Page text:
Reviewer: Laura B.

Summary: Krystin and Lauren meet as contestants on the Bachelor style reality show “Hopeless Romantic.” Krystin is truly there to win over Josh, while Lauren is just hoping to boost her social media following. Instead, the women find themselves falling for each other much to the surprise of Krystin, who is having her lesbian awakening while competing on a very heterosexual show!

Series/Standalone: Standalone

Genre/Sub-Genre: Contemporary Romance

Book Format: Physical

Length: 336 pages

LGBTQ+ Orientation: Lesbian

HEA/HFN: Happily ever after

Content Warnings: Nothing major

Ratio of Sex/Plot: Mostly plot, very little sex

Well-Written/Editor Needed: Well-written

Would I Recommend it?: Yes!

Personal Thoughts: This isn’t a groundbreaking book, but it is a fun romance and I think it makes a perfect summer beach read. It is also a very quick read (I read it in one evening), which makes it perfect for summer vacations!

I’m a sucker for any reality TV show themed book — romance, thriller, literary fiction, I’ll read any of it. So it isn’t a big surprise that I really enjoyed this. I thought Lauren and Krystin were both likable characters despite spending most of the book leading Josh on. I also loved how Josh became a real supporter of their relationship, even if that did feel a little unrealistic.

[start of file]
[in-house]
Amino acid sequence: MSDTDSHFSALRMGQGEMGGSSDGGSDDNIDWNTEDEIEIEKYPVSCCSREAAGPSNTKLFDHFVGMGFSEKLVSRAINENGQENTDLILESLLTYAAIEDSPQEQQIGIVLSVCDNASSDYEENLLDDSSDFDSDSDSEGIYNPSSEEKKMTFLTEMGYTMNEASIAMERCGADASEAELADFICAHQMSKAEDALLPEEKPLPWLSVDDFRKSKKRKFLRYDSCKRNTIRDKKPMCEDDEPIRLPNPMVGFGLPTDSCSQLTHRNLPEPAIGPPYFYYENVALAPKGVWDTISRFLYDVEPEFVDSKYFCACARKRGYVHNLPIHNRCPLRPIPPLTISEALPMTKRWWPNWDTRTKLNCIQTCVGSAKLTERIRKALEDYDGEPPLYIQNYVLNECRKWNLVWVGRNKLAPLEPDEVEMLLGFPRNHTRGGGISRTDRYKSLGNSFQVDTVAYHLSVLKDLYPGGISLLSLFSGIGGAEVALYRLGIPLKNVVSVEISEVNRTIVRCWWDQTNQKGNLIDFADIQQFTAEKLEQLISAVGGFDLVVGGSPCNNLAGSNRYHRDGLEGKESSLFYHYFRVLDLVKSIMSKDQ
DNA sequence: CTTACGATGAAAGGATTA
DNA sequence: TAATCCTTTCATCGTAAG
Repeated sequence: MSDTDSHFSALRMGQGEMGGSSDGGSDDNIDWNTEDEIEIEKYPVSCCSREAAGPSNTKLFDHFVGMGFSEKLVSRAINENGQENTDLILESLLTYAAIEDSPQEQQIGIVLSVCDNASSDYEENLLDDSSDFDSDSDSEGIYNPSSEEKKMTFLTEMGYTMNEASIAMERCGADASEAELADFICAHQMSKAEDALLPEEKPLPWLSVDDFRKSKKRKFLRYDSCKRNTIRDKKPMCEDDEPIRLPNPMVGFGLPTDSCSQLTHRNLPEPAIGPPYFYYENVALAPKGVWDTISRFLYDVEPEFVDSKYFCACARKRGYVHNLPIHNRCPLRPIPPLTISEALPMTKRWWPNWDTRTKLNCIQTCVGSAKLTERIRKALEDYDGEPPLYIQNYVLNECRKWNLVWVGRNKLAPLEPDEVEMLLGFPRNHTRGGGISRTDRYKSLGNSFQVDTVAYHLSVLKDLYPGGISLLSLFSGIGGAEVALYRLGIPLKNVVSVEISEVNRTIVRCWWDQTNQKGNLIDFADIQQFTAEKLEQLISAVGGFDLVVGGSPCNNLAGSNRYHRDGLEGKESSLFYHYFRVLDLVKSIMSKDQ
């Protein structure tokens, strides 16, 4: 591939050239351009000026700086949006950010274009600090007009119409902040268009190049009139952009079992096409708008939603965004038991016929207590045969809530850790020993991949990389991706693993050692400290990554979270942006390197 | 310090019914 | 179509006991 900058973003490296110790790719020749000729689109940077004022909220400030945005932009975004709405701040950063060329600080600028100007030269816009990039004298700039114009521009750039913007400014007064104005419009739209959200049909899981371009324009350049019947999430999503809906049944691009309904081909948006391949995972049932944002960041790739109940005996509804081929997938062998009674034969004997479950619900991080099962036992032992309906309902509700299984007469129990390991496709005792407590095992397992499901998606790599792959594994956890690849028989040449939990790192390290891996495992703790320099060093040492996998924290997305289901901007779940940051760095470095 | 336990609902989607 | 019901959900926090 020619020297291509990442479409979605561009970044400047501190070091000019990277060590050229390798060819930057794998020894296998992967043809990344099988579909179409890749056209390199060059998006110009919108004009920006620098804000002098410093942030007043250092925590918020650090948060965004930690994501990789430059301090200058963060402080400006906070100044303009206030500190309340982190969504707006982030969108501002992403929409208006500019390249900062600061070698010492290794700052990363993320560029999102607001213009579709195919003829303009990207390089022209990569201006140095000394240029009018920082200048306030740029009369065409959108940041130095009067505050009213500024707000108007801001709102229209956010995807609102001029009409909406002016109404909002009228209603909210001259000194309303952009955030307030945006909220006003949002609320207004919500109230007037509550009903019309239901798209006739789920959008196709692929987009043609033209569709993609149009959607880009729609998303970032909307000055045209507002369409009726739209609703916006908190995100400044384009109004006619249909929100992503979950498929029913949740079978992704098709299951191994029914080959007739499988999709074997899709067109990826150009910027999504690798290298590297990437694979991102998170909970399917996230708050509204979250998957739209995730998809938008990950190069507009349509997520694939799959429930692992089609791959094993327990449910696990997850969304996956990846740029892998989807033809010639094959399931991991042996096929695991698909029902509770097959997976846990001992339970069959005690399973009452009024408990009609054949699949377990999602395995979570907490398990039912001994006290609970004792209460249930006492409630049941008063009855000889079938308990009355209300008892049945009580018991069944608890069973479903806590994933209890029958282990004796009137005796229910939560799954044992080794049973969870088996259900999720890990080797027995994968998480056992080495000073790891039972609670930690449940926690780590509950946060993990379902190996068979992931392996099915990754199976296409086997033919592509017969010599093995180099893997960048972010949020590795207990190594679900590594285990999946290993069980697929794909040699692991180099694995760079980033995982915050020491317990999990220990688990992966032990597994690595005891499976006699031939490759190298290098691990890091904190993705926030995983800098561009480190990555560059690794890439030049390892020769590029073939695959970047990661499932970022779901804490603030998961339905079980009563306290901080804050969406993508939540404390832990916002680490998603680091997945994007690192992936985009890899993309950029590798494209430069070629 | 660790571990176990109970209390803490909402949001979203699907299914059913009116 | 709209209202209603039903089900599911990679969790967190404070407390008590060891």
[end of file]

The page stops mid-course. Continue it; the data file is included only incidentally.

I think my favorite part about the book was how it incorporated reality TV structure into the story. It was a dual point of view book, but also had shot chapters throughout with snippets from all of the contestants’ confessionals. I thought that was a fun way to get to know the background characters while keeping the focus of the plot on Krystin and Lauren’s romance! I similarly really enjoyed the portions of the book when the characters were on dates for the show, because the authors did a great job of making the dates as creative and ridiculous as they are in real life.

I must admit that I did spend too much time while reading this trying to figure out which actual queer Bachelor contestants Krystin and Lauren were inspired by (Becca? Demi? Gabby?), so be prepared for that distraction if you’re at all familiar with Bachelor lore. Luckily neither of the characters were too similar to any of the real life Bachelor ladies, so this didn’t read like fanfic when it very easily could have.

Another very cute part of this book is that the authors started dating while writing it!